the Fourth Week of Lent
The 1901 Jewish Encyclopedia
Chief town of the arrondissement of the department of Eure-et-Loire, France. From the twelfth century, Jews were living in this locality, where they were considered the property of the Countess of Dreux. In accordance with a convention concluded between King Louis and the barons at Melun in 1230, the Jews could be brought back to their old homes by force in case they had emigrated. This happened in 1234, when Louis ordered Thibaud. Count of Champagne, to restore to the Countess of Dreux the Jews that he held unlawfully, and the ownership of whom would be for her a source of revenue.
Abraham ibn Ezra was in Dreux from 1155 to 1157. Scholars of Dreux attended the synod of Troyes in 1160. In the thirteenth century it was the residence of many eminent rabbis, including Solomon, surnamed "the Saint," chief of the academy, and esteemed as a Tosafist; Joseph ben Solomon; Pereẓ ben Menahem; Menahem Vardimas, a contemporary of Sire Léon and of Jehiel of Paris; and Cresbia or Cresbito, who is by some identified with Berechiah ha-Naḳdan (see Jew. Encyc. 3:53 et seq.).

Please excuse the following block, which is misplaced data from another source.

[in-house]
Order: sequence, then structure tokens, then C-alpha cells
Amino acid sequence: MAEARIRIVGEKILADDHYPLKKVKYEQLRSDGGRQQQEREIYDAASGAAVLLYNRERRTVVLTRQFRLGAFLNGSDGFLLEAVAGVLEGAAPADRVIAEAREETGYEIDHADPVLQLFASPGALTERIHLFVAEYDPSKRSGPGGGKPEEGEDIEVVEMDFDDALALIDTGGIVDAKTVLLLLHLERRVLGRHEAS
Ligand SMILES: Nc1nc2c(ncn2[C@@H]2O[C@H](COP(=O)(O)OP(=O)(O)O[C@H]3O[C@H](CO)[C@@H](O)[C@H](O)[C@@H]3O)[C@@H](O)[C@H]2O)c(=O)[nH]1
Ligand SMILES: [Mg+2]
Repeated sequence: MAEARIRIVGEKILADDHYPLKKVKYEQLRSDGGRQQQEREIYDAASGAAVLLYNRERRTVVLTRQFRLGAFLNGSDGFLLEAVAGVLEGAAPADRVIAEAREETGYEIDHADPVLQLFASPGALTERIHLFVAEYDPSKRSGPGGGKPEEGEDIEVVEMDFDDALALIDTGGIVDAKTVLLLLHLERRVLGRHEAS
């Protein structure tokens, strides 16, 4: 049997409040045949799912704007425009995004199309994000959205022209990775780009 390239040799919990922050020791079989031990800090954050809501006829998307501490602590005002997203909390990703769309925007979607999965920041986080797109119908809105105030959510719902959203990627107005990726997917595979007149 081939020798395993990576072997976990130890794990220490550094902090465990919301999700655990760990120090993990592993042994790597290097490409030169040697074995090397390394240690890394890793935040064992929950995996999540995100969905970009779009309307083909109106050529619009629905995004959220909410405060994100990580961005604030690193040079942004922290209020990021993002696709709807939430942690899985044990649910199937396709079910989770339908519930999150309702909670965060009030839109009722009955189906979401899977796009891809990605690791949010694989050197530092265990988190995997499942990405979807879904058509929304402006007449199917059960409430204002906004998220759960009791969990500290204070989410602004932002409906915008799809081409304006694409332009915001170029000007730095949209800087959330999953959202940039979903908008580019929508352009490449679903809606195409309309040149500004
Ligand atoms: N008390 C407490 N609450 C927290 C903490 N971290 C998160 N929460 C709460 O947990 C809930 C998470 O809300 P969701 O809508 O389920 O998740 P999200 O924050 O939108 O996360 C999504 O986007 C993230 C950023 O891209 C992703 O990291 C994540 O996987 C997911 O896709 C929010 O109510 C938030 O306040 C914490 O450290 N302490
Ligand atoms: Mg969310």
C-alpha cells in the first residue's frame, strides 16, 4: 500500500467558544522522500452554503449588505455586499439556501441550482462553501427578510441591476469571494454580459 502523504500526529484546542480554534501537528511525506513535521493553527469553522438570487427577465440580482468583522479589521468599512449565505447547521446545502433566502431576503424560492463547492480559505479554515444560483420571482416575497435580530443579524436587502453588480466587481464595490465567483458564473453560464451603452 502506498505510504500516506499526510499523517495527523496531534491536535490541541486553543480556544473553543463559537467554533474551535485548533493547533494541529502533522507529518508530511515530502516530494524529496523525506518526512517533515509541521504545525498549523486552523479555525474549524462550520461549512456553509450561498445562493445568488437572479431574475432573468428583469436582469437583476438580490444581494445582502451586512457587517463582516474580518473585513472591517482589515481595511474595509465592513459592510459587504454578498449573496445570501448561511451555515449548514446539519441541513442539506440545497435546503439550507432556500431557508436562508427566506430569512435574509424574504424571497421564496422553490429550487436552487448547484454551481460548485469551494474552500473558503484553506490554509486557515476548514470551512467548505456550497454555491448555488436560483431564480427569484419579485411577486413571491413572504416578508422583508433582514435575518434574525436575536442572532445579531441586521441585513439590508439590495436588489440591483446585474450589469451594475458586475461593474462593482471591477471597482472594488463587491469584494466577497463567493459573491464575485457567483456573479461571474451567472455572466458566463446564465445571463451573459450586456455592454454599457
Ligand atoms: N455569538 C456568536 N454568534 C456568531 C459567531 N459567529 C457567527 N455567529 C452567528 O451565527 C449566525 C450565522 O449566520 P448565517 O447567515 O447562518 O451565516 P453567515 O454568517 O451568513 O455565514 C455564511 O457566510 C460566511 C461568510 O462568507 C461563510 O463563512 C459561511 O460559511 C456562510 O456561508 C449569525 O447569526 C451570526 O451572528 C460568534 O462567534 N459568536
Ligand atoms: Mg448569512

- Recueil des Ordonnances des Rois de France,;
- compare Depping, Les Juifs dans le Moyen Age, p. 125;
- and Bedarride, Les Juifs en France, p. 219;
- Brussel, Usage des Fiefs, , book 11, ch.;
- Gross, Gallia Judaica, passim;
- Bacher, in Rev. Et. Juives, 17:300-304.
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Singer, Isidore, Ph.D, Projector and Managing Editor. Entry for 'Dreux'. 1901 The Jewish Encyclopedia. https://www.studylight.org/​encyclopedias/​eng/​tje/​d/dreux.html. 1901.